Millennial Moment

Kārlis Dambrāns/ Flickr

Kārlis Dambrāns/ Flickr

Natalie King
  Publisher

Happy 2015, everyone — a time in which talking to an inanimate object does not always result in being prompted to seek medical attention. We can navigate, text, call, search and do a number of other tasks without even lifting a finger. What  a time to be alive.

That’s right, good ol’ Siri is a celebrity in today’s society, and it earned its prestige all by searching Google for many us who are too lazy to do it ourselves. As you can guess, I am not a fan. I hardly ever used Siri when I had an iPhone, but I have witnessed friends speak to her which great success.  I gave her plenty of chances and I am not trying to be dramatic, but she just never understood me.

Switching from iPhone to Android didn’t rid me of my technological nuisance. I now have the same capabilities — which I am sure work fabulously — that I have not yet given a try. It is even more annoying now because if I want to use my phone hands-free, I have to start by saying “Okay, Google.” What the hell?

The worst part about these “convenient” aspects of our smart phones is the fact that in the quietest of times Siri decides she’s bored and makes that obnoxious, undeniable noise.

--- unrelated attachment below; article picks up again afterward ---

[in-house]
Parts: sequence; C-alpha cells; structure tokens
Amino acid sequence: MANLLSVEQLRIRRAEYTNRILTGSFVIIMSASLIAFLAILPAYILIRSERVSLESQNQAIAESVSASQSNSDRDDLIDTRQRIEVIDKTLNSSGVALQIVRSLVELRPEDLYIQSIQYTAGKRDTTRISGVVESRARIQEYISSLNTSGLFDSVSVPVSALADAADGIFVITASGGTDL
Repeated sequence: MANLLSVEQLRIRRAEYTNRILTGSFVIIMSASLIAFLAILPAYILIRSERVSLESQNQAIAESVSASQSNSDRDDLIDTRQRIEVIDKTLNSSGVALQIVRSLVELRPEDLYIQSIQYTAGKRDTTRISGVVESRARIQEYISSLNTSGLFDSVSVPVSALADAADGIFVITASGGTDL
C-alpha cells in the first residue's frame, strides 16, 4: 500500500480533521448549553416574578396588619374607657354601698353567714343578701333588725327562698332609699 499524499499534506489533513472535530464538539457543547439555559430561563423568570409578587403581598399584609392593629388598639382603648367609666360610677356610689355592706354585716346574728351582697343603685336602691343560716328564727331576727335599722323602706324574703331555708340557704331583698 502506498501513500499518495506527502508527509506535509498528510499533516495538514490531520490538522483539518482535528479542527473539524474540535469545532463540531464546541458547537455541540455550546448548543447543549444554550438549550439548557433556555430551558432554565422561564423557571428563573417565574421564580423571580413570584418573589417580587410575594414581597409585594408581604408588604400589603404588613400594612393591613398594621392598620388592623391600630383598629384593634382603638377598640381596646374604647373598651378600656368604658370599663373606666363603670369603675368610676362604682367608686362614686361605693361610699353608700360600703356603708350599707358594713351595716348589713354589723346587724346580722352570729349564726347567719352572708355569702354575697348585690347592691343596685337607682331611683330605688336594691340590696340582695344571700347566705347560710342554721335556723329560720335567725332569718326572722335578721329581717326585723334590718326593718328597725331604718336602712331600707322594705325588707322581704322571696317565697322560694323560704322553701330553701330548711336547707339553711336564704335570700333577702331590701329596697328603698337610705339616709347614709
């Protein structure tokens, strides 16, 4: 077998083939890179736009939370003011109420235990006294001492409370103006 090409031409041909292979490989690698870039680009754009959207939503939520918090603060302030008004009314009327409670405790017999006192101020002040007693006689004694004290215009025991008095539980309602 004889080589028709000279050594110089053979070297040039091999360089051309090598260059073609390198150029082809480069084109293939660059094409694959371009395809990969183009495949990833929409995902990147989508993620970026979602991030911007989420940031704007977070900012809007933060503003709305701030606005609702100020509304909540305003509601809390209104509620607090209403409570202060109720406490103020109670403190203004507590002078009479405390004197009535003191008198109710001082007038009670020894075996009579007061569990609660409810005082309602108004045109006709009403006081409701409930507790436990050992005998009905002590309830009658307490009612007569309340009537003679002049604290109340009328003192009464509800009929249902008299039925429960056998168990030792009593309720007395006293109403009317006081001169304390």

You’re texting in class, ever so discretely, like the champion of sneaky, in-class rule breakers, and next thing you know everyone is staring at you, including your professor, because they all heard the subtle “da-dooh” for which Siri is famous. It doesn’t matter how fast you “ex” out of the “text-to-speech” option; one slip of the thumb and you’re the culprit behind an in-class disruption.

The real question is, why does Siri still make this noise even if your phone is on silent? Call me old fashioned, but “silent” means absolutely no noise, am I right? Nothing can compare to the feeing of panic you feel once you realize the noise is going to happen. If you think fast enough, you may be able to cover the speaker and dull the embarrassment in the slightest, But most of us are not that swift.

I guess we cannot expect to have the ultimate levels of simplicity and easiness without any consequences. I would imagine that some people out there have their Siri under control. Unfortunately, those of us who can’t even get her to understand “take me to the nearest target,” shouldn’t expect to be able to get her to shut up when we need it.

Ashley Hallenbeck/the carolinian

Ashley Hallenbeck/the carolinian



Categories: Columns, millennial moment, Opinions

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